Preheat the oven to 375F. Bake for 18 minutes. If after 18 minutes, the cookies still seem doughy in the center, give them another 1 minute in the oven, but not more.

Cool the cookies completely on the sheet pans before transferring to a plate or an airtight container for storage. At room temp, the cookies will keep fresh for 5 days; in the freezer, they will keep for 1 month.

Chocolate Crumb

Makes about 2 1/2 cups


2/3 cup flour
1 tsp cornstarch
1/2 cup sugar
2/3 cup dark cocoa powder
1 teaspoon kosher salt
6 tablespoons butter, melted


Heat the oven to 300F.

Combine the flour, cornstarch, sugar, cocoa powder, and salt in a bowl. Add the butter and stir until the mixture starts to come together in small clusters.

Spread the clusters on a parchment-lined sheet pan and bake for 20 minutes, stirring occasionally. The crumbs should still be slightly soft when taken out of the oven and they will crisp up as they cool. Let the crumbs cool completely before using in a recipe or eating. Stored in an airtight container, they will keep fresh for 1 week at room temperature or 1 month in the fridge or freezer.

This recipe is part of the 12 Weeks of Christmas Cookies.

12 weeks of christmas graphic

Prior Posts:

Week 9: Flaky Butter Tarts
Week 8:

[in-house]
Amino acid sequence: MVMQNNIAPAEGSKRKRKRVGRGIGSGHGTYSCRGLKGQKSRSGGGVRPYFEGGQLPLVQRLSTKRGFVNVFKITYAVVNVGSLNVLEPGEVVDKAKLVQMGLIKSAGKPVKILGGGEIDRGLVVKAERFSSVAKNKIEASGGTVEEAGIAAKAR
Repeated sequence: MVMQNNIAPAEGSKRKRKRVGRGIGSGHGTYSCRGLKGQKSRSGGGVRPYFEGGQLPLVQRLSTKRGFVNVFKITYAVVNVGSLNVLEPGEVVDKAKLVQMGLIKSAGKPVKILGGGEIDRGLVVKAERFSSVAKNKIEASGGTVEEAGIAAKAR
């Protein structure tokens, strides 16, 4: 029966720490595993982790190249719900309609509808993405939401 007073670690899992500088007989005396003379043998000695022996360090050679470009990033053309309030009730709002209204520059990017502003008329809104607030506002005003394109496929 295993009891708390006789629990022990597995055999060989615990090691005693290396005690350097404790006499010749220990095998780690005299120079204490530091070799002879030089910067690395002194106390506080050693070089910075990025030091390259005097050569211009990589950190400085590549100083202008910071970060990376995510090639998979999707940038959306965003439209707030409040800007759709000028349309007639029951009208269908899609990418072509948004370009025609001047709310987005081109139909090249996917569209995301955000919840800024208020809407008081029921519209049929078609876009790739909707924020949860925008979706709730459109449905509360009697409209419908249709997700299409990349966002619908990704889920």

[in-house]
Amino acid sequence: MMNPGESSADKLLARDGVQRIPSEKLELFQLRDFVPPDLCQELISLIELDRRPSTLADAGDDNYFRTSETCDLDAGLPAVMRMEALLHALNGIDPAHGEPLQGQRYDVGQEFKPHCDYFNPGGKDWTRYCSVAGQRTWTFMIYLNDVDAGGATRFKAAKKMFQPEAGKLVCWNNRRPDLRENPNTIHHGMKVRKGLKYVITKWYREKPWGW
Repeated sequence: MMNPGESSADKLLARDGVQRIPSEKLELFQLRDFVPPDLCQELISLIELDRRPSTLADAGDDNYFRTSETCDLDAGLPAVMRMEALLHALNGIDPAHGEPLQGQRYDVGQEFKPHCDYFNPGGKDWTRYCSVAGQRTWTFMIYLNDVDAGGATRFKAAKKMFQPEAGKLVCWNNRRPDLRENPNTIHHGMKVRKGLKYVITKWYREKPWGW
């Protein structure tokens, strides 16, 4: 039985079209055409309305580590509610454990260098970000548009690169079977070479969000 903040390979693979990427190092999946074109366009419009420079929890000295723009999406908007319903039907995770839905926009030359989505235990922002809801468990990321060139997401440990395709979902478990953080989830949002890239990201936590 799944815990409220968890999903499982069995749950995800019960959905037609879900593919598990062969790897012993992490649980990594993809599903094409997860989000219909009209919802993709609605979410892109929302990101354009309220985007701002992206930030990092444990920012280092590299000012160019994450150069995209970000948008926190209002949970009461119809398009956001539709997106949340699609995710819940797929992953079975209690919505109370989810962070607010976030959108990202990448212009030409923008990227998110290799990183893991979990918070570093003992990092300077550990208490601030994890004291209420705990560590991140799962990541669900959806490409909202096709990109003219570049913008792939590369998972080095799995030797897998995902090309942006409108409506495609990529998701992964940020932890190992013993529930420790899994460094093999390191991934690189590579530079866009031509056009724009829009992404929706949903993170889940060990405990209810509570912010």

Lime Curd Sablés
Week 7: Thomas Keller Chocolate Chip Cookies
Week 6: Macaroons
Week 5: Wildberry Dream Cookies
Week 4: Speculaas: Dutch Spice Cookies
Week 3: Poppy Seed Filling
Week 2: Cinnamon Bun Cookies
Week 1: Soft & Pillowy Coconut Frosted Cookies

26 Oct

Wildberry Dream Cookies

I’ve been feeling nostalgic for Norway lately.


I know I make it sound like I spent half my life there when really it was only a week vacation but I fell in love with Oslo and the beauty of Norway, even in the middle of winter.

The astronomical cost of everything there and long and cold winters are more than made up for by the friendly people, the beautiful scenery, and the very high quality of life.

I really do just want to run away there right now.

Oslo ParliamentNaerofjordFjordOslo

When Matt and I were staying in Geilo we stayed in an apartment there so we were able to cook our own meals. This proved to be extremely practical because the cost of food was through the roof.